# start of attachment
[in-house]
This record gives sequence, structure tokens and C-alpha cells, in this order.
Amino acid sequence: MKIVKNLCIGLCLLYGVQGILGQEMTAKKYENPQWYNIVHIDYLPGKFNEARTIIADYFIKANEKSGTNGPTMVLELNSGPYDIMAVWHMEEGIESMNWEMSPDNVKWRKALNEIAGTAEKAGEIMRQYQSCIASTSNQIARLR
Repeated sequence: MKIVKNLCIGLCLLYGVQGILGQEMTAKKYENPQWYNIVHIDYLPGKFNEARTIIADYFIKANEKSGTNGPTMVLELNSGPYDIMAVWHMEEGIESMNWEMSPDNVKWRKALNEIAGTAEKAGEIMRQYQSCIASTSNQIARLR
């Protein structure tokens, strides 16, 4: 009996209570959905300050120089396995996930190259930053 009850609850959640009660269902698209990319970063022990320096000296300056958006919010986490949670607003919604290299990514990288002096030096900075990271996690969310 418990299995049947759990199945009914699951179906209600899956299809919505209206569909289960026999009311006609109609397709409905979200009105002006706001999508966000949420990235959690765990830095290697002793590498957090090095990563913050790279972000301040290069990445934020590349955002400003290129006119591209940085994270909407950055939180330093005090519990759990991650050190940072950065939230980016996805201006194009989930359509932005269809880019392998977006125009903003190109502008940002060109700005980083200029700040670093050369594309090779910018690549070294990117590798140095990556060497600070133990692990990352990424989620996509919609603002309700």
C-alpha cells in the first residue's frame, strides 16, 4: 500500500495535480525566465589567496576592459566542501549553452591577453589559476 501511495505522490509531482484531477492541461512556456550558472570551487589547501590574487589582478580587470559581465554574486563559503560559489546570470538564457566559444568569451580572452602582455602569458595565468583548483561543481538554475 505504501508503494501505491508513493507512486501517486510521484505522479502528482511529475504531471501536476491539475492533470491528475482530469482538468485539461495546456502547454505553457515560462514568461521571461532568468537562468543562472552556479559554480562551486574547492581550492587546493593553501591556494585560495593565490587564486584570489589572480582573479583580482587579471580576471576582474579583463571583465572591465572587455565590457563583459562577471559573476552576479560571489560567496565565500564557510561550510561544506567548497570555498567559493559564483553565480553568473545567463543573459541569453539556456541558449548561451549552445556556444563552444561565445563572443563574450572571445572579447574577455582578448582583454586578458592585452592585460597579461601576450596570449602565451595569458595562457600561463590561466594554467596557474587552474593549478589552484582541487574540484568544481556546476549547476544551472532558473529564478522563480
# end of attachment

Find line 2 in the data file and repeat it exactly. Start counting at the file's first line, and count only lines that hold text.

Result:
This record gives sequence, structure tokens and C-alpha cells, in this order.